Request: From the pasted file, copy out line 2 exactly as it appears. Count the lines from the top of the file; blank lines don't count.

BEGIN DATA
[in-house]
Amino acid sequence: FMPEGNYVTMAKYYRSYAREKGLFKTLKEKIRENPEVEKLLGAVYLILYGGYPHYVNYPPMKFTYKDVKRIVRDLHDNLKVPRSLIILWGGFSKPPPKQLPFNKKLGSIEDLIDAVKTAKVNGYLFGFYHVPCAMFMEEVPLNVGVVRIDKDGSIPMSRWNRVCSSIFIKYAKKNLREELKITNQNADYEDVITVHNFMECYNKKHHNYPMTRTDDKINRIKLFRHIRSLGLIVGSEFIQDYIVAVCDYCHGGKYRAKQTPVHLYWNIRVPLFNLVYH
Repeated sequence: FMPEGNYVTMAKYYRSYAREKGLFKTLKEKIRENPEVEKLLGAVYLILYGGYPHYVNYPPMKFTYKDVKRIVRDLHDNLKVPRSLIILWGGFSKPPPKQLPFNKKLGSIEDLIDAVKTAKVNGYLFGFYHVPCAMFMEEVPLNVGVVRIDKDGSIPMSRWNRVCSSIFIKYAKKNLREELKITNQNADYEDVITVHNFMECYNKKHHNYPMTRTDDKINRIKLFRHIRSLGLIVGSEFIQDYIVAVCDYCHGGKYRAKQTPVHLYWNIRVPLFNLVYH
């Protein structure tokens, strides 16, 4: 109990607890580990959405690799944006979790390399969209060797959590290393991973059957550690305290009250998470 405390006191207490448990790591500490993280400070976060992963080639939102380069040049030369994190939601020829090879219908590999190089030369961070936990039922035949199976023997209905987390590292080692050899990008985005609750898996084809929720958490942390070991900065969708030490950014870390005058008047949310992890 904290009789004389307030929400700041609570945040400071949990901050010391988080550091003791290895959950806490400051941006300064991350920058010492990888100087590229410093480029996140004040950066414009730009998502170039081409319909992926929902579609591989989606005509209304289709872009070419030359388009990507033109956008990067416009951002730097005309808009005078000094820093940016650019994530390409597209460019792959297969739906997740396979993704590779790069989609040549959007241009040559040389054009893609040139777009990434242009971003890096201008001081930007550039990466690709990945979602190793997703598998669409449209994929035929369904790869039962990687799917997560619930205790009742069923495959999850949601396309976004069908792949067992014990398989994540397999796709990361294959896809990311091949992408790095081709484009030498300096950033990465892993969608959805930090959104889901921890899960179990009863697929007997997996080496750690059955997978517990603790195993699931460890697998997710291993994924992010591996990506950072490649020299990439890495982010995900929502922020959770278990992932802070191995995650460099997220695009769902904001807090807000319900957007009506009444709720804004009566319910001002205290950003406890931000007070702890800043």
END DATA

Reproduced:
Amino acid sequence: FMPEGNYVTMAKYYRSYAREKGLFKTLKEKIRENPEVEKLLGAVYLILYGGYPHYVNYPPMKFTYKDVKRIVRDLHDNLKVPRSLIILWGGFSKPPPKQLPFNKKLGSIEDLIDAVKTAKVNGYLFGFYHVPCAMFMEEVPLNVGVVRIDKDGSIPMSRWNRVCSSIFIKYAKKNLREELKITNQNADYEDVITVHNFMECYNKKHHNYPMTRTDDKINRIKLFRHIRSLGLIVGSEFIQDYIVAVCDYCHGGKYRAKQTPVHLYWNIRVPLFNLVYH